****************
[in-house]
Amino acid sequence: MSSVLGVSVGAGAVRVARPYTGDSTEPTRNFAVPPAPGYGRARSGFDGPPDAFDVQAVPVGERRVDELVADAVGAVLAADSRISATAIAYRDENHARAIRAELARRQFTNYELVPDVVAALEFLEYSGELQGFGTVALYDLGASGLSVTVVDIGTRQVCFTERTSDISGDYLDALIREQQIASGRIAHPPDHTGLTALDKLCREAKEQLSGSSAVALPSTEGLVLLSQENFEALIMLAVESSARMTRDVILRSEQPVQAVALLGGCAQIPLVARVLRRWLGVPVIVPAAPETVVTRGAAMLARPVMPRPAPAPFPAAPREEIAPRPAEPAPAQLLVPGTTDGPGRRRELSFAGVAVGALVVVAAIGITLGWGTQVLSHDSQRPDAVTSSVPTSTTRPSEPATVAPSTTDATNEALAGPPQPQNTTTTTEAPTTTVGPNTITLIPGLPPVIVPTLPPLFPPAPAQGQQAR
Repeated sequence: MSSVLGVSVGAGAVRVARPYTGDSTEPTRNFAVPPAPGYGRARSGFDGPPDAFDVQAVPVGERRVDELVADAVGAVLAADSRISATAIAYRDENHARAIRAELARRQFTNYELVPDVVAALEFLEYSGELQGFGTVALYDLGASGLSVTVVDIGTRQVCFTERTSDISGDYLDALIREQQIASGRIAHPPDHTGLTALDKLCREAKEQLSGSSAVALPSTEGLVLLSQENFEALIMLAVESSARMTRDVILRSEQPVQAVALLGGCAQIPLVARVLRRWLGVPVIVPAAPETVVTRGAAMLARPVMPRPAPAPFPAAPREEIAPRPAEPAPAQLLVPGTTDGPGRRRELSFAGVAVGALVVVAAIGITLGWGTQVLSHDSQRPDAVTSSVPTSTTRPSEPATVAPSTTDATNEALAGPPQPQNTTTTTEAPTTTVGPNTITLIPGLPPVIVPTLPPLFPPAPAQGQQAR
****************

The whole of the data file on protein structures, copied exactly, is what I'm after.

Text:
[in-house]
Amino acid sequence: MSSVLGVSVGAGAVRVARPYTGDSTEPTRNFAVPPAPGYGRARSGFDGPPDAFDVQAVPVGERRVDELVADAVGAVLAADSRISATAIAYRDENHARAIRAELARRQFTNYELVPDVVAALEFLEYSGELQGFGTVALYDLGASGLSVTVVDIGTRQVCFTERTSDISGDYLDALIREQQIASGRIAHPPDHTGLTALDKLCREAKEQLSGSSAVALPSTEGLVLLSQENFEALIMLAVESSARMTRDVILRSEQPVQAVALLGGCAQIPLVARVLRRWLGVPVIVPAAPETVVTRGAAMLARPVMPRPAPAPFPAAPREEIAPRPAEPAPAQLLVPGTTDGPGRRRELSFAGVAVGALVVVAAIGITLGWGTQVLSHDSQRPDAVTSSVPTSTTRPSEPATVAPSTTDATNEALAGPPQPQNTTTTTEAPTTTVGPNTITLIPGLPPVIVPTLPPLFPPAPAQGQQAR
Repeated sequence: MSSVLGVSVGAGAVRVARPYTGDSTEPTRNFAVPPAPGYGRARSGFDGPPDAFDVQAVPVGERRVDELVADAVGAVLAADSRISATAIAYRDENHARAIRAELARRQFTNYELVPDVVAALEFLEYSGELQGFGTVALYDLGASGLSVTVVDIGTRQVCFTERTSDISGDYLDALIREQQIASGRIAHPPDHTGLTALDKLCREAKEQLSGSSAVALPSTEGLVLLSQENFEALIMLAVESSARMTRDVILRSEQPVQAVALLGGCAQIPLVARVLRRWLGVPVIVPAAPETVVTRGAAMLARPVMPRPAPAPFPAAPREEIAPRPAEPAPAQLLVPGTTDGPGRRRELSFAGVAVGALVVVAAIGITLGWGTQVLSHDSQRPDAVTSSVPTSTTRPSEPATVAPSTTDATNEALAGPPQPQNTTTTTEAPTTTVGPNTITLIPGLPPVIVPTLPPLFPPAPAQGQQAR